Senator Coons (D-DE), the lead sponsor of the Master Limited Partnership Parity Act (S. 795), has received the scoring estimate for that bill from the Joint Committee on Taxation. According to the senator’s office, it is scored at a $1.3 billion cost over its first 10 years.1 Ten years is the period used for scoring. One would hope it would be relatively easy to find “revenue raisers” to offset that modest cost. Revenue raisers are often closing what are perceived by the public to be tax loopholes.
The typical cost of a one-year extension of the production tax credit is usually several times the estimate for the permanent legislative changes proposed in the MLP Parity Act; however, tax credits are also far more valuable to the renewables industry than the MLP Parity Act is. See here. Thus, the MLP Parity Act should be passed to give renewables the same tax advantage provided to fossil fuels, rather than as a trade for not extending tax credits for renewables.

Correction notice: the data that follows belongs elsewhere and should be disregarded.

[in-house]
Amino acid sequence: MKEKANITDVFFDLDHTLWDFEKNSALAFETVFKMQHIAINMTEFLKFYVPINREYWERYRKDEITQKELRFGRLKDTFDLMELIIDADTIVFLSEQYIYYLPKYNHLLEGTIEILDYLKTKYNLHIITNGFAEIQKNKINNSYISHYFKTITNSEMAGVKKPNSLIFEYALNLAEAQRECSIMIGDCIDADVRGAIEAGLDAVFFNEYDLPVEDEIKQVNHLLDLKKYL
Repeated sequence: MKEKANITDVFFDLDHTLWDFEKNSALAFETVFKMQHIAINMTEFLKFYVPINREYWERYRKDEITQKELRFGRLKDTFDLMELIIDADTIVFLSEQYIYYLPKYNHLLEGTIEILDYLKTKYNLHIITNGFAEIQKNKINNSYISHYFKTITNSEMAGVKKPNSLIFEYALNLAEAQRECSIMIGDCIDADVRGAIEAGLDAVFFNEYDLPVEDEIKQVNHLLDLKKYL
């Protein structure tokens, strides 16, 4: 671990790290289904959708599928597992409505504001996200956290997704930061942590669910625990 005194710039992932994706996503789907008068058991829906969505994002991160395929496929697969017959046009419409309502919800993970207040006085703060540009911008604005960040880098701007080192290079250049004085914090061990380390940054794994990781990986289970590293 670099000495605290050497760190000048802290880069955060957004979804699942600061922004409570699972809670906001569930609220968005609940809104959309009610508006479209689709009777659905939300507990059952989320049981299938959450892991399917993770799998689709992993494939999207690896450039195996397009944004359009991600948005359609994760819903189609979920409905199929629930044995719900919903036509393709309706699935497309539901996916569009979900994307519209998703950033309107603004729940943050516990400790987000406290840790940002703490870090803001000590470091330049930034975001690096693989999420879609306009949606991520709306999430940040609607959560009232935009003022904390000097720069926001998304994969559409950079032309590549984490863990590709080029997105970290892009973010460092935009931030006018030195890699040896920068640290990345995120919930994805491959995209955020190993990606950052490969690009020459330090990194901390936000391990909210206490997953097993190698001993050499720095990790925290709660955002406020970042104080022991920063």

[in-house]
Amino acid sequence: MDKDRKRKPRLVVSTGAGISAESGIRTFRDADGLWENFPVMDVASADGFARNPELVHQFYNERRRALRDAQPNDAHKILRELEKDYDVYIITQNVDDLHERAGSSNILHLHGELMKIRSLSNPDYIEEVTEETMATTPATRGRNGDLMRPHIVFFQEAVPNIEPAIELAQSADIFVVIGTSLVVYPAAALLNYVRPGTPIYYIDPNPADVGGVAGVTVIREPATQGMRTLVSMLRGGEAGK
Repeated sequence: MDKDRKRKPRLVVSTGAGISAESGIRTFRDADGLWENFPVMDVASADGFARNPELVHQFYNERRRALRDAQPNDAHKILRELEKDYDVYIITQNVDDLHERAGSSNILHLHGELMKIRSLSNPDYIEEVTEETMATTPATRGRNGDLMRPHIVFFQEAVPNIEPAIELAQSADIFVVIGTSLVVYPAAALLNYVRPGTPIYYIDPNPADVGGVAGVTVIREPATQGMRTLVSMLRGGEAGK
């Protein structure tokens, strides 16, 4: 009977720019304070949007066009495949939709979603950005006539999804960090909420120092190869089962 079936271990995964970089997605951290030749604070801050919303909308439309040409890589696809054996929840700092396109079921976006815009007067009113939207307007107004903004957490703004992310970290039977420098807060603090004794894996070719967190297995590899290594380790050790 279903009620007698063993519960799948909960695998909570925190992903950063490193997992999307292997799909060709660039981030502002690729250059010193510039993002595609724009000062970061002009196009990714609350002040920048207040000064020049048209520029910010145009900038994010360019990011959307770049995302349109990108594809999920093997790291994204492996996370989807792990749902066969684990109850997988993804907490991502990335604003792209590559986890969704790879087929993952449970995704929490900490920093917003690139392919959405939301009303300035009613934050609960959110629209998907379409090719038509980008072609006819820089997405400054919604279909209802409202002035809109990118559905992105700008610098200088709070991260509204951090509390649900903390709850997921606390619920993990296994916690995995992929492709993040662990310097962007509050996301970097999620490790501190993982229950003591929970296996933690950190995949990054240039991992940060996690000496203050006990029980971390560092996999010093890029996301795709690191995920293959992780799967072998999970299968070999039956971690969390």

The MLP Parity Act has a glitch for the solar industry: it does not include income from solar leases in the definition of “qualifying income.” Section 7704(c)(2) of the Internal Revenue Code requires an MLP, to avoid characterization as a corporation (and a second layer of tax), to have 90 percent of its gross income be “qualifying income.” This apparent inadvertent omission is important to the solar industry, because a large percentage of residential solar is financed using a lease to the homeowner. Thus, if the MLP Parity Act is enacted in its current form, residential solar projects using a lease to the homeowner would not be good candidates for inclusion in an MLP.
The MLP Parity Act has bipartisan and bicameral support and appears to be supported by the White House. See here.
1 Ari Natter, Senate Bill on Master Limited Partnerships to Cover $1.3 Billion Over 10 Years, Daily Tax Report G-6 (Nov. 19, 2013).